Bertrand Giorgi, COO of Tebrito, reveals just how sustainable and healthy insects can be as an alternative source of protein for humans, animals, and plants.
Tebrito launched in 2016 with the goal of using insects to upscale biomass into high-quality protein, and to make sustainable protein viable for the food market.
While using insects is an efficient solution in terms of climate, we realized that if we wanted westerners to eat them as an alternative source of protein, the insects could not be visible (for now).
As things stand, we simply don’t have time to convince the population of the benefits of insect protein for both our wellbeing and that of the planet. So it’s our task to make the solution highly usable now.
Working alongside the Swedish University of Agriculture, our first task was to develop the protein extraction process. Then, in 2019, we began an initial funding round to start a small production, and since then we’ve upscaled and grown.
The best example of our growth is our ongoing collaboration with TetraPak, where we devise new products together based on the high-concentration protein we manufacture.
TetraPak had previously tried other protein sources to achieve the results it needed while processing non-dairy based applications, to little or no avail. This is a great testimony to the quality and efficiency of our product.
We’re a supplier of natural nutrition solutions. We upscale biomass and turn non-food streams into food streams – food for the soil (fertiliser, which is one of our byproducts), food for cattle and livestock, and food for humans. We’re divided into three categories: Plant, Animal, and Human nutrition.
If you want to make an ingredient using insect flour, mealworms are one of the most suitable species for industrial ambitions.
The advantage of mealworms is that they’re native in mainland Europe, therefore not an invasive species. They don’t require much heat because they live en masse. The farming conditions are quite similar to their natural habitat, they emit virtually no CO2, and need little space and water.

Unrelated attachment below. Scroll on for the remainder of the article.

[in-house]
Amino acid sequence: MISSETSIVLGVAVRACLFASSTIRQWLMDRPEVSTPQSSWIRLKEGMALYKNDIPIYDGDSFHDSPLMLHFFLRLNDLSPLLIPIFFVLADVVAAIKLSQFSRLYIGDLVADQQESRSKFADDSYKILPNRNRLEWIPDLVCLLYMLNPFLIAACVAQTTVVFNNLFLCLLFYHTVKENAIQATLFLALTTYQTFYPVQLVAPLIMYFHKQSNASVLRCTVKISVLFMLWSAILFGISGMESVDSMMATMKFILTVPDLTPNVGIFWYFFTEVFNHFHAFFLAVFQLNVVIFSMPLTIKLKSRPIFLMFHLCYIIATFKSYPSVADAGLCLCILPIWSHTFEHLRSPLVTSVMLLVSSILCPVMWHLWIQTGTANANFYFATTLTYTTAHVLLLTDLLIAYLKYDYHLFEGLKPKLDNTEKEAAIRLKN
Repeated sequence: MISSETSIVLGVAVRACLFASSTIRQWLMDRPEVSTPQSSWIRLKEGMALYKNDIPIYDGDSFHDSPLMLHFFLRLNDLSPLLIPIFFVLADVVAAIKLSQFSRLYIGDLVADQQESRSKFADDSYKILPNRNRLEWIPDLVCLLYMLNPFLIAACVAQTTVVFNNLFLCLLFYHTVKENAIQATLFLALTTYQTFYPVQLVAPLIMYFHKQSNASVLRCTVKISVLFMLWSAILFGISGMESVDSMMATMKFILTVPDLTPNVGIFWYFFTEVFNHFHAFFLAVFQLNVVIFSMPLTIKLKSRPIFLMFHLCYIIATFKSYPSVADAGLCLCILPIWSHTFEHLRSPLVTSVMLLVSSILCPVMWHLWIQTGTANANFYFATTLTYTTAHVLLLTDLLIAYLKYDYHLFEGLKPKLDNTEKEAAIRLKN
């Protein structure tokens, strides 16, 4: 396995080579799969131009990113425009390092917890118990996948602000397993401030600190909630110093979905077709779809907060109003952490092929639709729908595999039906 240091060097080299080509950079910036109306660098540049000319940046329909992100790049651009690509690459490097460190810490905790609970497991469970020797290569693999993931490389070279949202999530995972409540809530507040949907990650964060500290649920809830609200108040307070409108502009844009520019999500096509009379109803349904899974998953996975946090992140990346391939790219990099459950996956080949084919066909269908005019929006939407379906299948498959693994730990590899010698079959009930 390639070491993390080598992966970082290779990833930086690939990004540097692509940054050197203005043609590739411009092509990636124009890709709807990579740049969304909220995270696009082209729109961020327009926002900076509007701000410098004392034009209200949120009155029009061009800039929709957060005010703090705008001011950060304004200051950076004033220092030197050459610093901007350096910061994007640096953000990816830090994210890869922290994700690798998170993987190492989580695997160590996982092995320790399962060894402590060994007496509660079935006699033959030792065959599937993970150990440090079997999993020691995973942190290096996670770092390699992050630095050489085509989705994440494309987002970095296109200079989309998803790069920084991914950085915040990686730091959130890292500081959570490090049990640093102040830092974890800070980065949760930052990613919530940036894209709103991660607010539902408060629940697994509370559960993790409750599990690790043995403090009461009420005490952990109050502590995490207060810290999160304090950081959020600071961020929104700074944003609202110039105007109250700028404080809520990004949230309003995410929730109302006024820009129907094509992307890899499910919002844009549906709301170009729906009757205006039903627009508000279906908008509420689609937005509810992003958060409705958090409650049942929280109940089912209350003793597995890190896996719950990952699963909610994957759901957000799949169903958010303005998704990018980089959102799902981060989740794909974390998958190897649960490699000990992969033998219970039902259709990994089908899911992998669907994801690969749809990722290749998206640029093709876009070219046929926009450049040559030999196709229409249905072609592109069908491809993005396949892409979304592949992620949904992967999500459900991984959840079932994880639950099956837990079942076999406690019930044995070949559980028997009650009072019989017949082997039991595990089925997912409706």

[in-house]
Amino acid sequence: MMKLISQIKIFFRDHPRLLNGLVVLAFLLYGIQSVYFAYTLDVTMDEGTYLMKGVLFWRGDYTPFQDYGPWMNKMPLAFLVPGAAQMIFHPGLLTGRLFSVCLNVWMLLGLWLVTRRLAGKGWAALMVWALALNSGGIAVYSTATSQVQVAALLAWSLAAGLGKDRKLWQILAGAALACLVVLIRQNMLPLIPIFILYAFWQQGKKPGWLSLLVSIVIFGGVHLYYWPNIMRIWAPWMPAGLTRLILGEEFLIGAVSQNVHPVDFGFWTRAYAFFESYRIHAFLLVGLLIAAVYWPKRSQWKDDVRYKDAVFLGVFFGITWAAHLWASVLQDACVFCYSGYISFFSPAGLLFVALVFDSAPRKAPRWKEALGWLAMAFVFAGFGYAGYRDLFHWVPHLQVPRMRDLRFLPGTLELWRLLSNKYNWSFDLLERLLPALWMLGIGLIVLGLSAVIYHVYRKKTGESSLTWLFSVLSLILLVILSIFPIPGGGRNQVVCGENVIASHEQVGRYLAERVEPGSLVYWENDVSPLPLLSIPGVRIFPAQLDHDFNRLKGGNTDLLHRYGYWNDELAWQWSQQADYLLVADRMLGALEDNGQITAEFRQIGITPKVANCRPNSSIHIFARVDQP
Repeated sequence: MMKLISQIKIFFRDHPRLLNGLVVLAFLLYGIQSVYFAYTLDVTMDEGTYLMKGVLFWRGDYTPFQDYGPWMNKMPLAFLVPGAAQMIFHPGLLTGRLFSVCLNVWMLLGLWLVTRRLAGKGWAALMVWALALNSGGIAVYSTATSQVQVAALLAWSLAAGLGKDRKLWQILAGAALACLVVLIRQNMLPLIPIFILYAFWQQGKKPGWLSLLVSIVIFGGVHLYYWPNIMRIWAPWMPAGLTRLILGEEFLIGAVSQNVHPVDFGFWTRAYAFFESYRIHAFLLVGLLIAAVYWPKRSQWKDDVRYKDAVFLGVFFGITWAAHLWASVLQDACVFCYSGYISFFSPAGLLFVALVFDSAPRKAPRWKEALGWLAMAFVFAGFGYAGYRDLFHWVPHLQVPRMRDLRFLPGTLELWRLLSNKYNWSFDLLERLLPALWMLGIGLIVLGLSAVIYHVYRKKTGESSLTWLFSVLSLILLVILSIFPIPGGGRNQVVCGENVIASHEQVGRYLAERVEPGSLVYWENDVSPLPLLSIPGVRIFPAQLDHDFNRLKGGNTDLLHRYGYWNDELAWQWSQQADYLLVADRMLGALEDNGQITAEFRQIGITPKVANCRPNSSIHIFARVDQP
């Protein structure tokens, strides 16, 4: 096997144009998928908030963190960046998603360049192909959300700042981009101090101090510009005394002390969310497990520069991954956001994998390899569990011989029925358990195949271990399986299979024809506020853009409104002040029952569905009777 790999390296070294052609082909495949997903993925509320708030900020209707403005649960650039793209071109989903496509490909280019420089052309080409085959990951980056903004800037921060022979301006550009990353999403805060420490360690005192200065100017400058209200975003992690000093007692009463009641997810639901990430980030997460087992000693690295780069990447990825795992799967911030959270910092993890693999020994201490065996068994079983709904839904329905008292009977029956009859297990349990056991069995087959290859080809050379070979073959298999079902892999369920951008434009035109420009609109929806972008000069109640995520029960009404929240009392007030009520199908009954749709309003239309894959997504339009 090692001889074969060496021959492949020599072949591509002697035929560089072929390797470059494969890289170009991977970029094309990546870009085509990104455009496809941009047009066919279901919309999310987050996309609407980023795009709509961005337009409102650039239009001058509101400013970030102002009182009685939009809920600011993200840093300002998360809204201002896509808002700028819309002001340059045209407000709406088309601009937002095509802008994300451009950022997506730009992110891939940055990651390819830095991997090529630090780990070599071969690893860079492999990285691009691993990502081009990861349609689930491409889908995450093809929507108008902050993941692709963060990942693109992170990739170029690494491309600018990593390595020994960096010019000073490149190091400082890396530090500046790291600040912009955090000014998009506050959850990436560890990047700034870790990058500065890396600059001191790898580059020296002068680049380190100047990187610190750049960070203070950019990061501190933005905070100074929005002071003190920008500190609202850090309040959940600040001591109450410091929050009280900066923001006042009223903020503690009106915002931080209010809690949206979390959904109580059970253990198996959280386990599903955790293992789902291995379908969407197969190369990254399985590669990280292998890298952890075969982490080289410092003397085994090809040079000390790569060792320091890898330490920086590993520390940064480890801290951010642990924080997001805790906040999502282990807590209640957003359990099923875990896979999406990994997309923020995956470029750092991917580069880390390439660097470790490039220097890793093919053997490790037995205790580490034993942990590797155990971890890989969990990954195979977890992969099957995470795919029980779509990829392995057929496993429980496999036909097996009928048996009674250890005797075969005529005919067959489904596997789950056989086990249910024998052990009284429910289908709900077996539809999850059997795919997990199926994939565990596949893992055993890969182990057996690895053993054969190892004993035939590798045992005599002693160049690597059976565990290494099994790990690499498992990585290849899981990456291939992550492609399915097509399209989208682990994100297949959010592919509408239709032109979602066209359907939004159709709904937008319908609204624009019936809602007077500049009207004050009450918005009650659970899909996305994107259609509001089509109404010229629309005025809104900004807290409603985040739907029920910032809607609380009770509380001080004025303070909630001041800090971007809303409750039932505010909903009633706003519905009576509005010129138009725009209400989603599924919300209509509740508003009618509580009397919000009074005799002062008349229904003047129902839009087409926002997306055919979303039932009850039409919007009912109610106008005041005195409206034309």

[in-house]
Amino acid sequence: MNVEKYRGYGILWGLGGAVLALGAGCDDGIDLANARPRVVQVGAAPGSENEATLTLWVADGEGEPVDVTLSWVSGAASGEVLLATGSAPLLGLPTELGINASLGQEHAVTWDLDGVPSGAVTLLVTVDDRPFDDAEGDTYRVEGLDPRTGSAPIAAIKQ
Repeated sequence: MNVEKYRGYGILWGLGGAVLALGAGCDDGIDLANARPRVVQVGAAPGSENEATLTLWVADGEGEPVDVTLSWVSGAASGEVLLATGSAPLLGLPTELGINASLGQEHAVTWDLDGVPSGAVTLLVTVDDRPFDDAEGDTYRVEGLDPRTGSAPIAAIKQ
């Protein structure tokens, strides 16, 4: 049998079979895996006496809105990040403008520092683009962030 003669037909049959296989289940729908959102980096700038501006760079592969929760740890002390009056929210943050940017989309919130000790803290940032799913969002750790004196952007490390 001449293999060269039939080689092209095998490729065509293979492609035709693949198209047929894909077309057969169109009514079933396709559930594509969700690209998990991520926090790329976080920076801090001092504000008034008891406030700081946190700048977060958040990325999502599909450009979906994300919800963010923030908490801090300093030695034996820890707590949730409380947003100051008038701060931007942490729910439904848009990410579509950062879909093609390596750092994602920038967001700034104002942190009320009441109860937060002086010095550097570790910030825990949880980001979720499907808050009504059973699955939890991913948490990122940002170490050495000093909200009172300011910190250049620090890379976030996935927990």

Compared to beef, the carbon footprint and feed conversion rate of mealworms is incomparable – to produce 1kg of edible beef protein, 10kg of food must be fed to the cattle. With mealworms, 5kg of non-food is required for 1kg of edible protein and 2kg of organic fertilizer.
With mealworms, we’re not using food to produce food, and therefore emissions are at an all-time low. In addition, working with the right partners can offset emissions entirely to become carbon neutral – if not negative.
The only limitation is the initial expense, plus the “acceptance factor” – people don’t want to see insects. However, we’ve seen positive developments for both.
Circularity for us is the upscaling of certain goods that, at the end of the day, will be fed back into the food chain.
For example, we’re working with a Swedish timber, paper, and pulp manufacturer called SCA, which produces biosludge as a result of making paper. Biosludge has no value and needs to be disposed of. But if insects munch on this, it becomes fish feed, and the byproduct of the larvae production, or fertilizer, goes back to SCA and it plants its forest seedlings with this.
It’s a complete loop and a win-win situation.
Circularity is not an objective but a way of achieving sustainability.
First and foremost, food manufacturers. We want to facilitate their manufacturing processes. Again, I cite the example of our collaboration with TetraPak, a company that is renowned for packaging solutions.
Observing the non-dairy trend (Oatly is Swedish, too), TetraPak wanted to demonstrate its capability to produce oat-milk products that are enriched with alternative proteins. It tried with plant-based proteins, and other protein-based ingredients – including other insects – but wasn’t satisfied with the results.
Texture, mouthfeel, or taste was always an issue. It was only with our 88% pure protein ingredient that the product felt just right.
For now, it’s whole mealworms in the form of snacks.
We’re currently collaborating with organizations and companies like TetraPak to devise a whole new range of products that will extend beyond the snack sector to include bars, shakes, ice cream, and milks. As a Swedish company, we also have a recipe for meatballs!
I don’t see it in a specific way. I see the macro trend – by 2050 we’ll need 60% more protein. We need many different solutions to find alternative protein sources – it’s not just about using insects – and we need to act fast.
Startups and corporations have a huge task ahead of them to make sustainable protein usable for consumers. We don’t have time to lecture people and convince them of what they should be doing.
We have to bring solutions that consumers are ready and willing to accept. Price, nutrient content, texture, taste, shape, and feel all need to be taken into account.
We can make insect protein acceptable on an industrial scale. We know there is a market for niche and on-trend products, but introducing versatile and highly usable ingredients is a big challenge in the industry.